The Institute for Writing and Rhetoric is proud to announce that Dr. Nick Van Kley has accepted the position of Director of Student Writing Support Services. Professor Van Kley comes to Dartmouth from Brandeis University, where he was the Assistant Director of the Writing Program and, formerly, the Director of the Writing Center.
Professor Van Kley is extremely enthused about his new position with the Institute and his work with its faculty and students. "I couldn't be happier to be joining the talented faculty in the Institute," he states, "but I'm just as excited to be working with RWIT's student staff. The tutors and writing assistants working in student writing support are a remarkable bunch--diverse, passionate, intelligent, and excellent at their work.”
In addition to his teaching and administrative duties with the Institute, Professor Van Kley will pursue two important research projects, both of which focus on peer writing tutorials. The first engages with current scholarship on knowledge "transfer" and explores what kinds of peer tutoring practices best help students write in new disciplinary contexts. As Van Kley explains, "This endeavor will involve examining cross-disciplinary conversations between tutors and clients in writing tutorial environments. I hope to see how these conversations shape writing outcomes for student writers and to get a clearer sense of what writing centers should do to support students in their first terms in higher education."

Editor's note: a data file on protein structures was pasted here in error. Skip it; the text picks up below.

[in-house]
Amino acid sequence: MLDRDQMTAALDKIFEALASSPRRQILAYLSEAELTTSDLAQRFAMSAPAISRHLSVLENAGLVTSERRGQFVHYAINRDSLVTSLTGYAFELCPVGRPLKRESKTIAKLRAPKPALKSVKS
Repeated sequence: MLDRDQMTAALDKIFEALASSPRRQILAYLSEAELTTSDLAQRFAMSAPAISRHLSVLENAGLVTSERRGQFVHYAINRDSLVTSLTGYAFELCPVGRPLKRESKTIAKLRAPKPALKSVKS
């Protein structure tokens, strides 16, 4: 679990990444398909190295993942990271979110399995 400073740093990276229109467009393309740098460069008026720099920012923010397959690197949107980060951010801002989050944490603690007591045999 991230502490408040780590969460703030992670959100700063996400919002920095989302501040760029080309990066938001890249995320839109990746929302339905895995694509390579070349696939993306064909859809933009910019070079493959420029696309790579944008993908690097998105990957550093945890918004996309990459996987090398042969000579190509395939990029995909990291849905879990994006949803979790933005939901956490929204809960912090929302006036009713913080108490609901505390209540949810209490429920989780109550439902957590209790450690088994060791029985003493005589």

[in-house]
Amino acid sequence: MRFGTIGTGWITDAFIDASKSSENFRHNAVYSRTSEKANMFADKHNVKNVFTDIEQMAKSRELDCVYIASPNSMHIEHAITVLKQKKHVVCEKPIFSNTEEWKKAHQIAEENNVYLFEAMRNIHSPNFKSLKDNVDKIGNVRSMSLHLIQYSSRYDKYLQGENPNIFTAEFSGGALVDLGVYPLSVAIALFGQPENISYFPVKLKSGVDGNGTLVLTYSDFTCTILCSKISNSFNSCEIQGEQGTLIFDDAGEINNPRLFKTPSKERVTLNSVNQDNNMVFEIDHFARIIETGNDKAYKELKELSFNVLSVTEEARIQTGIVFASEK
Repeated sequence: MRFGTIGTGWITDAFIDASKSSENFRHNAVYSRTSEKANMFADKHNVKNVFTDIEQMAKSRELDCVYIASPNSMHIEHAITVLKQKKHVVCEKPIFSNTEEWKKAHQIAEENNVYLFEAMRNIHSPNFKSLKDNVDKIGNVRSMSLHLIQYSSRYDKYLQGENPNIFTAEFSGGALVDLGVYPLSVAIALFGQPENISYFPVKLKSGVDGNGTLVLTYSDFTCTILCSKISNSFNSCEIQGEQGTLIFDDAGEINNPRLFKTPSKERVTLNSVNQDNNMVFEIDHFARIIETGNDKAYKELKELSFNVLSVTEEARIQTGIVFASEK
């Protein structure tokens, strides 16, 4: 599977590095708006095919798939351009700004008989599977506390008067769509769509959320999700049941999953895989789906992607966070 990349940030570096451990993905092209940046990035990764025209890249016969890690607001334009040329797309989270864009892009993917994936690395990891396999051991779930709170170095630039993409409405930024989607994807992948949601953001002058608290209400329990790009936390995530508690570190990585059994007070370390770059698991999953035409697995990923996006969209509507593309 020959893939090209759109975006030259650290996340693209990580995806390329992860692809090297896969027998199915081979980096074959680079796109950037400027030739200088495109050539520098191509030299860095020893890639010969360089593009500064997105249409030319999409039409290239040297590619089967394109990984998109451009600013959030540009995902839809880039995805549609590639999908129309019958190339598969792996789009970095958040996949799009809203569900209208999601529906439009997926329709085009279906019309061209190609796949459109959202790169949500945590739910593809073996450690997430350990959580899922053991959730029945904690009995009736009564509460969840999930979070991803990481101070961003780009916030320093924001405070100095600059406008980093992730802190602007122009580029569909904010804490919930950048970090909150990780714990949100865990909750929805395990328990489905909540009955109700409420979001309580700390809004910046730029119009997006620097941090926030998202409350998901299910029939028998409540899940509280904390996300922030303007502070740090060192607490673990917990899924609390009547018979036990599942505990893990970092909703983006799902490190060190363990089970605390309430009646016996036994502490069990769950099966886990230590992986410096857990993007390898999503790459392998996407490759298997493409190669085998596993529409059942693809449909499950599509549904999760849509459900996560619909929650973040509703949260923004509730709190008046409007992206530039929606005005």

A second project contributes to recent scholarly conversations about the role of self-efficacy beliefs in a student's academic performance. "Writing studies has taken up self-efficacy as an important motivational concept for developing writers," says Van Kley. "But we know only a little about how peer writing tutorials shape self-efficacy beliefs for writers. RWIT is a wonderful place to explore that topic, and the expertise among the faculty in the Institute makes for an ideal environment in which to make some discoveries on this front."
Significantly, Professor Van Kley plans to include RWIT's student staff as collaborators in his future research. “In the coming years,” he states, “I hope to see these student-experts more engaged with writing-center research as a field of inquiry and to get them involved in robust, ongoing program assessment projects. Student centers like RWIT are at their best when they align with and supplement the broader educational goals of the institutions they inhabit. As we integrate tutoring and broader student writing support efforts at RWIT with rigorous program assessment, I hope to see our students participating in and even leading discussions about writing education at Dartmouth."
The image associated with this article is entitled "Philosophy," by Michael Biech